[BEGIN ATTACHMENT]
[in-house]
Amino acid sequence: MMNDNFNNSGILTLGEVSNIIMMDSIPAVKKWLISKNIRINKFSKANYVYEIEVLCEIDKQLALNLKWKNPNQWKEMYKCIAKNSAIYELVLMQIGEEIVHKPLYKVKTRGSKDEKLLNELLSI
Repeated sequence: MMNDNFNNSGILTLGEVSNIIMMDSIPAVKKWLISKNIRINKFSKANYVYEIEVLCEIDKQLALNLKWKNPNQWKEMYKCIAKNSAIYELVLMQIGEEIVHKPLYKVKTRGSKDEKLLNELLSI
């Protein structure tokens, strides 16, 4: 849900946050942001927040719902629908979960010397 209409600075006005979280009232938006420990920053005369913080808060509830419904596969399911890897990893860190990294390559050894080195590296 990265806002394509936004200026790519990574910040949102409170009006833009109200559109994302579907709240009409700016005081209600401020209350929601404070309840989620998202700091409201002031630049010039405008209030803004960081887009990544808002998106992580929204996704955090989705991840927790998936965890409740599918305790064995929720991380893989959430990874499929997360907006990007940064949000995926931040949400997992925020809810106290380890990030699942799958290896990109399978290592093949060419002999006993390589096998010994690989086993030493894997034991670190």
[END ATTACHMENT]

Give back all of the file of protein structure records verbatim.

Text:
[in-house]
Amino acid sequence: MMNDNFNNSGILTLGEVSNIIMMDSIPAVKKWLISKNIRINKFSKANYVYEIEVLCEIDKQLALNLKWKNPNQWKEMYKCIAKNSAIYELVLMQIGEEIVHKPLYKVKTRGSKDEKLLNELLSI
Repeated sequence: MMNDNFNNSGILTLGEVSNIIMMDSIPAVKKWLISKNIRINKFSKANYVYEIEVLCEIDKQLALNLKWKNPNQWKEMYKCIAKNSAIYELVLMQIGEEIVHKPLYKVKTRGSKDEKLLNELLSI
């Protein structure tokens, strides 16, 4: 849900946050942001927040719902629908979960010397 209409600075006005979280009232938006420990920053005369913080808060509830419904596969399911890897990893860190990294390559050894080195590296 990265806002394509936004200026790519990574910040949102409170009006833009109200559109994302579907709240009409700016005081209600401020209350929601404070309840989620998202700091409201002031630049010039405008209030803004960081887009990544808002998106992580929204996704955090989705991840927790998936965890409740599918305790064995929720991380893989959430990874499929997360907006990007940064949000995926931040949400997992925020809810106290380890990030699942799958290896990109399978290592093949060419002999006993390589096998010994690989086993030493894997034991670190």